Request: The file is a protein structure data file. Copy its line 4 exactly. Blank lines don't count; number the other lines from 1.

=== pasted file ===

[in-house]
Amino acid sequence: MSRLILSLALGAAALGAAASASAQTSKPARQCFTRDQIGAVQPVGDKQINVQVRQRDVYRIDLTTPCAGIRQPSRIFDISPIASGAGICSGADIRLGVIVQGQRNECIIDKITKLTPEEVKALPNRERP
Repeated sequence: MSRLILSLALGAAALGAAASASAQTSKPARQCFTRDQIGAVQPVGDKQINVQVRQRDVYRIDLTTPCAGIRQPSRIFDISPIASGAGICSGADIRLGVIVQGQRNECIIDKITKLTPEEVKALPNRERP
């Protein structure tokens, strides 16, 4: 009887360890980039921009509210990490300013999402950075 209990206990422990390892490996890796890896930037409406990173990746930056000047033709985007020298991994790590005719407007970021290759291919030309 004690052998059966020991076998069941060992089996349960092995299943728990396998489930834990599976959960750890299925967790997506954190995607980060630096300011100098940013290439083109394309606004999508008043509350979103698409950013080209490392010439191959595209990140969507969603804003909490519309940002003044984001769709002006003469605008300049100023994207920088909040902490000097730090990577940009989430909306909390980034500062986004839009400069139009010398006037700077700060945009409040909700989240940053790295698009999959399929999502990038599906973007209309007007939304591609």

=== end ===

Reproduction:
């Protein structure tokens, strides 16, 4: 009887360890980039921009509210990490300013999402950075 209990206990422990390892490996890796890896930037409406990173990746930056000047033709985007020298991994790590005719407007970021290759291919030309 004690052998059966020991076998069941060992089996349960092995299943728990396998489930834990599976959960750890299925967790997506954190995607980060630096300011100098940013290439083109394309606004999508008043509350979103698409950013080209490392010439191959595209990140969507969603804003909490519309940002003044984001769709002006003469605008300049100023994207920088909040902490000097730090990577940009989430909306909390980034500062986004839009400069139009010398006037700077700060945009409040909700989240940053790295698009999959399929999502990038599906973007209309007007939304591609």